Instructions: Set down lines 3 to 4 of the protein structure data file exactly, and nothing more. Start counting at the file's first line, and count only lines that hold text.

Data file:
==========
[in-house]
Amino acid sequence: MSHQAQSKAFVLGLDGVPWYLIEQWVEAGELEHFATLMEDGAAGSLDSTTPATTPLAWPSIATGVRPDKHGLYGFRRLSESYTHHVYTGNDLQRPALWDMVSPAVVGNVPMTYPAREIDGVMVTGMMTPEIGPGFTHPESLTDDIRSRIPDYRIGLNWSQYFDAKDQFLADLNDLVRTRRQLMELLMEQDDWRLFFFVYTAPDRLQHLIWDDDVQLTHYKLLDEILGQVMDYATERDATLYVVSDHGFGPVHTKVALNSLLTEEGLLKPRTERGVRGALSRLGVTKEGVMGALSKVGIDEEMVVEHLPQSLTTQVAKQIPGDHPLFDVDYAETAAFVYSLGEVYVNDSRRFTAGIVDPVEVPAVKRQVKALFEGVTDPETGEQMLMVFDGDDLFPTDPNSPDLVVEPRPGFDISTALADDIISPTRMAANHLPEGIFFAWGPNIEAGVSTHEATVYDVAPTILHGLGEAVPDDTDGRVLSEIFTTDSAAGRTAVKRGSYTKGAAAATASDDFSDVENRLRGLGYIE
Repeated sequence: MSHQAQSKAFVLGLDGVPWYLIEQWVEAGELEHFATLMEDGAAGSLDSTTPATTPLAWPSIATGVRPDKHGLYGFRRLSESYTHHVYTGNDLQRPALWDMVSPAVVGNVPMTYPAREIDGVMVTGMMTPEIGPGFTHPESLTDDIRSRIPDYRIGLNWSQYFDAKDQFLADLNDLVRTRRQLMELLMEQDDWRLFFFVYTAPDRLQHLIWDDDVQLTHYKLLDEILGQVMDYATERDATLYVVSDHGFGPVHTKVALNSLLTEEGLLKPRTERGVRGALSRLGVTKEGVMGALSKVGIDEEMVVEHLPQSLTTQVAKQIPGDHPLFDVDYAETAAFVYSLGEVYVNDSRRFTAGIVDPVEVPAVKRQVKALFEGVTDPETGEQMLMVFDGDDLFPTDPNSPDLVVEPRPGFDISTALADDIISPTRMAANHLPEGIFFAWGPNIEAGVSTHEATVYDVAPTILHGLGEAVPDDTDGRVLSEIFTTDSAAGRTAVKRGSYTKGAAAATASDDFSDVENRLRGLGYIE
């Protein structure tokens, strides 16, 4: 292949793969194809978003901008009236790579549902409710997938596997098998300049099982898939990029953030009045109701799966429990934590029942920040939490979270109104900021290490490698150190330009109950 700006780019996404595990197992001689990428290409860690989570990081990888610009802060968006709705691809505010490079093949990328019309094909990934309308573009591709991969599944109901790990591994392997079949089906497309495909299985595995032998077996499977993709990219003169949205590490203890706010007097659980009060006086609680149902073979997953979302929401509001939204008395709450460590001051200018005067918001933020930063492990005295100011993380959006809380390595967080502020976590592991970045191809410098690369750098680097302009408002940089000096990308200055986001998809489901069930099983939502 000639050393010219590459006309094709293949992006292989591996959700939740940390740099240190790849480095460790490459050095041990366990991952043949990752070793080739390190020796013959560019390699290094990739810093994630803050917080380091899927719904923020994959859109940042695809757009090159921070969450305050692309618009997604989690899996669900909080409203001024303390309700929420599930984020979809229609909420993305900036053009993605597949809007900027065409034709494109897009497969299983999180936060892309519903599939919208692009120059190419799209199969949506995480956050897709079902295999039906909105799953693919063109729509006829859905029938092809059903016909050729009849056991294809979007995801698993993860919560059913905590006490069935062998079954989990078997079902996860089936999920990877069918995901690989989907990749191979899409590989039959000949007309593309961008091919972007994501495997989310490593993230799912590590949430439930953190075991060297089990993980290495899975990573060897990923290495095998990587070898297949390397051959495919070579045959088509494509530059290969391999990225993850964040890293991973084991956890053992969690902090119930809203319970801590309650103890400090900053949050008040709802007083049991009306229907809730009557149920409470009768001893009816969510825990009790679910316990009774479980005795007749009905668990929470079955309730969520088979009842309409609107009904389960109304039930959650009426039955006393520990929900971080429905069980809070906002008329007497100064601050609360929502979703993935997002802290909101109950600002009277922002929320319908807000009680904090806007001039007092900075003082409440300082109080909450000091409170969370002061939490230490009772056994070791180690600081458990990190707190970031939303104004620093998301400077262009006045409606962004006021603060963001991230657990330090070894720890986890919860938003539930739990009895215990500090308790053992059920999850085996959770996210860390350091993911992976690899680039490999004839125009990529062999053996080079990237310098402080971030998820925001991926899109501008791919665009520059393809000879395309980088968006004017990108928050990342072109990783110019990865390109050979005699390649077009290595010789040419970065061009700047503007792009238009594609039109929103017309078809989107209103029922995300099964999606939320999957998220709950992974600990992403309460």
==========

Repeated sequence: MSHQAQSKAFVLGLDGVPWYLIEQWVEAGELEHFATLMEDGAAGSLDSTTPATTPLAWPSIATGVRPDKHGLYGFRRLSESYTHHVYTGNDLQRPALWDMVSPAVVGNVPMTYPAREIDGVMVTGMMTPEIGPGFTHPESLTDDIRSRIPDYRIGLNWSQYFDAKDQFLADLNDLVRTRRQLMELLMEQDDWRLFFFVYTAPDRLQHLIWDDDVQLTHYKLLDEILGQVMDYATERDATLYVVSDHGFGPVHTKVALNSLLTEEGLLKPRTERGVRGALSRLGVTKEGVMGALSKVGIDEEMVVEHLPQSLTTQVAKQIPGDHPLFDVDYAETAAFVYSLGEVYVNDSRRFTAGIVDPVEVPAVKRQVKALFEGVTDPETGEQMLMVFDGDDLFPTDPNSPDLVVEPRPGFDISTALADDIISPTRMAANHLPEGIFFAWGPNIEAGVSTHEATVYDVAPTILHGLGEAVPDDTDGRVLSEIFTTDSAAGRTAVKRGSYTKGAAAATASDDFSDVENRLRGLGYIE
């Protein structure tokens, strides 16, 4: 292949793969194809978003901008009236790579549902409710997938596997098998300049099982898939990029953030009045109701799966429990934590029942920040939490979270109104900021290490490698150190330009109950 700006780019996404595990197992001689990428290409860690989570990081990888610009802060968006709705691809505010490079093949990328019309094909990934309308573009591709991969599944109901790990591994392997079949089906497309495909299985595995032998077996499977993709990219003169949205590490203890706010007097659980009060006086609680149902073979997953979302929401509001939204008395709450460590001051200018005067918001933020930063492990005295100011993380959006809380390595967080502020976590592991970045191809410098690369750098680097302009408002940089000096990308200055986001998809489901069930099983939502 000639050393010219590459006309094709293949992006292989591996959700939740940390740099240190790849480095460790490459050095041990366990991952043949990752070793080739390190020796013959560019390699290094990739810093994630803050917080380091899927719904923020994959859109940042695809757009090159921070969450305050692309618009997604989690899996669900909080409203001024303390309700929420599930984020979809229609909420993305900036053009993605597949809007900027065409034709494109897009497969299983999180936060892309519903599939919208692009120059190419799209199969949506995480956050897709079902295999039906909105799953693919063109729509006829859905029938092809059903016909050729009849056991294809979007995801698993993860919560059913905590006490069935062998079954989990078997079902996860089936999920990877069918995901690989989907990749191979899409590989039959000949007309593309961008091919972007994501495997989310490593993230799912590590949430439930953190075991060297089990993980290495899975990573060897990923290495095998990587070898297949390397051959495919070579045959088509494509530059290969391999990225993850964040890293991973084991956890053992969690902090119930809203319970801590309650103890400090900053949050008040709802007083049991009306229907809730009557149920409470009768001893009816969510825990009790679910316990009774479980005795007749009905668990929470079955309730969520088979009842309409609107009904389960109304039930959650009426039955006393520990929900971080429905069980809070906002008329007497100064601050609360929502979703993935997002802290909101109950600002009277922002929320319908807000009680904090806007001039007092900075003082409440300082109080909450000091409170969370002061939490230490009772056994070791180690600081458990990190707190970031939303104004620093998301400077262009006045409606962004006021603060963001991230657990330090070894720890986890919860938003539930739990009895215990500090308790053992059920999850085996959770996210860390350091993911992976690899680039490999004839125009990529062999053996080079990237310098402080971030998820925001991926899109501008791919665009520059393809000879395309980088968006004017990108928050990342072109990783110019990865390109050979005699390649077009290595010789040419970065061009700047503007792009238009594609039109929103017309078809989107209103029922995300099964999606939320999957998220709950992974600990992403309460």